Edinburgh and Glasgow which to visit?
Everybody has a preference of whether they prefer Glasgow or Edinburgh and there’s a historic rivalry to go with it, but is it really a competition? As each city is so unique and brings so much to Scottish culture.
For as long as many Scots can remember, Scotland’s two largest cities have had a rivalry like no other. In one corner stands the nation’s capital, Edinburgh, a beautiful city with such historical significance that it attracts millions of tourists yearly. In the opposing corner is what many argue should be the chosen capital, Glasgow, the three university’s strong cultural hub which hosted the 20th Commonwealth Games in 2014. Both cities have their own characteristics and reasons for being dubbed the best city but at Click Book Stay, we think they are both utterly fantastic and worth a visit.
If you can, we’d highly recommend visiting both and you’ll really see the differences we are talking about, but we like to help our guests out and we’ve laid out each city’s personality so our guests can choose whichever one is best suited to them!
Scotland’s capital city is steeped in history, architecture, culture and top attractions, it is easy to see why millions flock here every year! We’ve done a deep dive into Edinburgh to give you a wee taster:
Not Hollywood, Holyrood. The home of Scottish Government is based in the capital of Edinburgh. Situated at the base of the Royal Mile, Scottish parliament plays a huge role in the running of the country, it could be argued that this role awards Edinburgh the title of the best city as it is responsible for many important decisions for the entire nation. You can visit the government buildings and even take a tour. Designed by architect Enric Miralles, the building is a vision to look at and is overlooked by Arthur’s Seat.
Perhaps one of the most significant events of Edinburgh’s calendar is the Fringe Festival, which attracts millions of tourists every year. Similarly, except in a contrasting season, is Edinburgh’s Christmas market. Whatever time of year you visit this great city, you are sure to marvel in the sight of stalls, award-winning shows, and fantastic food at every turn.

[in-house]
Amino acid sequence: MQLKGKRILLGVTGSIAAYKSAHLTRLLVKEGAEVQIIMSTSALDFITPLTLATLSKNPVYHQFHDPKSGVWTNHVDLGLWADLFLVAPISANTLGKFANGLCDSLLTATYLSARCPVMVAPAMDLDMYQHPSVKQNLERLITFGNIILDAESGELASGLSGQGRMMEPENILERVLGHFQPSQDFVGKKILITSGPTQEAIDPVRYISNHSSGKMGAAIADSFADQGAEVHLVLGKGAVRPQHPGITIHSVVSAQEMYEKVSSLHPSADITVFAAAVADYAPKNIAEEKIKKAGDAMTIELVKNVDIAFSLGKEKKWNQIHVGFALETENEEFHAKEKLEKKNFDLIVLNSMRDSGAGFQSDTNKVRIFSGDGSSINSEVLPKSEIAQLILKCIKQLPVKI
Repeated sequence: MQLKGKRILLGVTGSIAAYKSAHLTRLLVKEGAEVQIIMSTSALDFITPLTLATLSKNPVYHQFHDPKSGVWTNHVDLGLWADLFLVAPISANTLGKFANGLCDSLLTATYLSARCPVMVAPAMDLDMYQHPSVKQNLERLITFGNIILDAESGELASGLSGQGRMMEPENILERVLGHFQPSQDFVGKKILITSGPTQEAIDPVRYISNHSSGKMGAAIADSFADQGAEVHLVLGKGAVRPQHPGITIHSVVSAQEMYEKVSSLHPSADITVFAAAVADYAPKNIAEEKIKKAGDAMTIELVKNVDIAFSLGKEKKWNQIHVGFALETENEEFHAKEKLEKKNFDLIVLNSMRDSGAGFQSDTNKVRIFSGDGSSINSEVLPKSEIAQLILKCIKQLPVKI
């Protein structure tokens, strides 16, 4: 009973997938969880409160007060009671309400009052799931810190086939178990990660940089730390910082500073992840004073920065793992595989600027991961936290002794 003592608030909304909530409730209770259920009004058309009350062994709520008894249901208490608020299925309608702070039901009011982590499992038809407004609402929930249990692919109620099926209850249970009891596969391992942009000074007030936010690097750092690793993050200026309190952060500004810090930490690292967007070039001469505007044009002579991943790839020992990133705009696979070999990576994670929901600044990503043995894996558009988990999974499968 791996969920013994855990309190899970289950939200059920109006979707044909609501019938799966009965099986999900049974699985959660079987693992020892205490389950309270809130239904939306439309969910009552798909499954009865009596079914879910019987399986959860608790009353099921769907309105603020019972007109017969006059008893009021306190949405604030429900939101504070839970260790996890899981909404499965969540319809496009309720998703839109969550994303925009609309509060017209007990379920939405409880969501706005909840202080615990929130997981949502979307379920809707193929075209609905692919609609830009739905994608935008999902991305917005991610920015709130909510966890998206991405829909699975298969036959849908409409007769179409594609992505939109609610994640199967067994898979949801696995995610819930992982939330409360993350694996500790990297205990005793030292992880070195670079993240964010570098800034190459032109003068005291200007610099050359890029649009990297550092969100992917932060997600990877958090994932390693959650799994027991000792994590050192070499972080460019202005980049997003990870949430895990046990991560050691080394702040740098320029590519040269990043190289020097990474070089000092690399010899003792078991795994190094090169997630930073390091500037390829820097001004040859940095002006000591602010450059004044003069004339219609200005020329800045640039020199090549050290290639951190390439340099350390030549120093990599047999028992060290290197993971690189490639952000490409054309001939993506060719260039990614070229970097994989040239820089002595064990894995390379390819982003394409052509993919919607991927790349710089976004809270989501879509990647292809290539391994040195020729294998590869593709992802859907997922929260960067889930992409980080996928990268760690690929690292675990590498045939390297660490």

Edinburgh is clearly split into two halves, The elegant Georgian New Town and The Medieval Old Town. If it’s shopping, swanky bars and a stroll through Princes Street Gardens you are after, then The New Town has everything your heart desires. However, if you are looking to explore the truest part of Edinburgh, then head over the Waverley Bridge and cross into a different world. The Old Town is rife with split level streets, traditionally niche bars and a taste of historical Edinburgh that will leave you wanting more.
Dominating the skyline of Edinburgh, this medieval fortress is a truly iconic image of Scotland. Full of tales from the many who have stepped through the walls of the castle including Kings, Queens, soldiers and even a pirate or two! Make the climb up Castle Hill and you immerse yourself in the history of the castle – which also has fantastic views of the city!
Map of Glasgow 1807 – National Library of Scotland
The West Coast rival city hosted the 20th Commonwealth games in 2014, and there’s always something going on in Glasgow from the Buchanan Street performers and buskers, to international artists playing at the SECC Hydro! Take a look at our findings on all-things-Glasgow:
Edinburgh may have more boutiques, but Glasgow is known for the Style Mile, which is in the very centre of the city and made up of a variety of top brand names and independent shops. If it’s a new look you’re looking for, you’ve come to the right place. From Princes Square to Buchanan Galleries, and everything in between, the people of Glasgow know how to dress and love doing it.
From the Hogwarts-esque University of Glasgow to the traditionally cobbled Ashton Lane, Glasgow’s West End is a world of its own. Popular with students, the area is rife with a myriad of independent cafes and restaurants that are so aesthetically pleasing that you may forget you’re even hungry in the first place. Tenement townhouses and flats line the West End’s streets and if you fancy a stroll, Kelvingrove Park will fool you into thinking you’re not in a major city at all.
Fashion – check, culture – check, nightlife? Definitely gets a check. Edinburgh might have a load of traditional pubs but Glasgow has the people to fill them with great chat. From Malones Irish Bar down Sauchiehall Lane to the host of bars up Bath Street, you will always get a warm welcome and a local to help you with any knowledge you wish. There is somewhere for every taste in music (and tipple) so you are sure to have a fantastic evening – that is, if you have enough energy to venture out after exploring the city all day!
Not only has Glasgow got it’s very own School of Art, the city is teeming with creatives and art galleries to keep them busy. With a bustling music and theatre scene, Edinburgh may be host of the world’s largest arts festival but Glasgow keeps the industry afloat too!
We don’t blame you! Both cities are fantastic and really have to be experienced, and this can be easily done with the great train links – many people actually commute between the two! Whether you go to both or one, we hope you have the most amazing time!
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